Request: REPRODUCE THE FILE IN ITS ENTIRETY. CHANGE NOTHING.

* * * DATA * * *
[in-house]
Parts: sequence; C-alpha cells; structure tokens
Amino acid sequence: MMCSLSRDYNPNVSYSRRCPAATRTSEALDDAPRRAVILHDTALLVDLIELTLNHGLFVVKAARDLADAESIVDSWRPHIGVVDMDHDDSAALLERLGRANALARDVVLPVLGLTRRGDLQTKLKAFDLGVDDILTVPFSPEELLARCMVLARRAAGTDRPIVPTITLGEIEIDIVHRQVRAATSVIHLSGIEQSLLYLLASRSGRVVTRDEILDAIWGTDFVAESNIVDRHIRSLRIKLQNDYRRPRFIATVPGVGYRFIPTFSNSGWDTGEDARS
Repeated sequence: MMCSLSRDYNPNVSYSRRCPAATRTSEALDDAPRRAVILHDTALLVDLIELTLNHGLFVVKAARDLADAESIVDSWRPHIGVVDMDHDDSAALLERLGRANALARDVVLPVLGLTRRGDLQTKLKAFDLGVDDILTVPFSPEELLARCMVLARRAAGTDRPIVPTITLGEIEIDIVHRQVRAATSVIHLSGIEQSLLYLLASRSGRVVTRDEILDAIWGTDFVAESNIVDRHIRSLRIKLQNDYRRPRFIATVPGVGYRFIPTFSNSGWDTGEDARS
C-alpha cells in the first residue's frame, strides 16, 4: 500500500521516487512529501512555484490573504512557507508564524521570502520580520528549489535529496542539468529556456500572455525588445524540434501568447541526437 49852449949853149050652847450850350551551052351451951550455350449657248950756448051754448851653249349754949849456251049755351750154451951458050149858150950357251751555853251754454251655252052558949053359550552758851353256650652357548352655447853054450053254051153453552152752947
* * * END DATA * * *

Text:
[in-house]
Parts: sequence; C-alpha cells; structure tokens
Amino acid sequence: MMCSLSRDYNPNVSYSRRCPAATRTSEALDDAPRRAVILHDTALLVDLIELTLNHGLFVVKAARDLADAESIVDSWRPHIGVVDMDHDDSAALLERLGRANALARDVVLPVLGLTRRGDLQTKLKAFDLGVDDILTVPFSPEELLARCMVLARRAAGTDRPIVPTITLGEIEIDIVHRQVRAATSVIHLSGIEQSLLYLLASRSGRVVTRDEILDAIWGTDFVAESNIVDRHIRSLRIKLQNDYRRPRFIATVPGVGYRFIPTFSNSGWDTGEDARS
Repeated sequence: MMCSLSRDYNPNVSYSRRCPAATRTSEALDDAPRRAVILHDTALLVDLIELTLNHGLFVVKAARDLADAESIVDSWRPHIGVVDMDHDDSAALLERLGRANALARDVVLPVLGLTRRGDLQTKLKAFDLGVDDILTVPFSPEELLARCMVLARRAAGTDRPIVPTITLGEIEIDIVHRQVRAATSVIHLSGIEQSLLYLLASRSGRVVTRDEILDAIWGTDFVAESNIVDRHIRSLRIKLQNDYRRPRFIATVPGVGYRFIPTFSNSGWDTGEDARS
C-alpha cells in the first residue's frame, strides 16, 4: 500500500521516487512529501512555484490573504512557507508564524521570502520580520528549489535529496542539468529556456500572455525588445524540434501568447541526437 49852449949853149050652847450850350551551052351451951550455350449657248950756448051754448851653249349754949849456251049755351750154451951458050149858150950357251751555853251754454251655252052558949053359550552758851353256650652357548352655447853054450053254051153453552152752947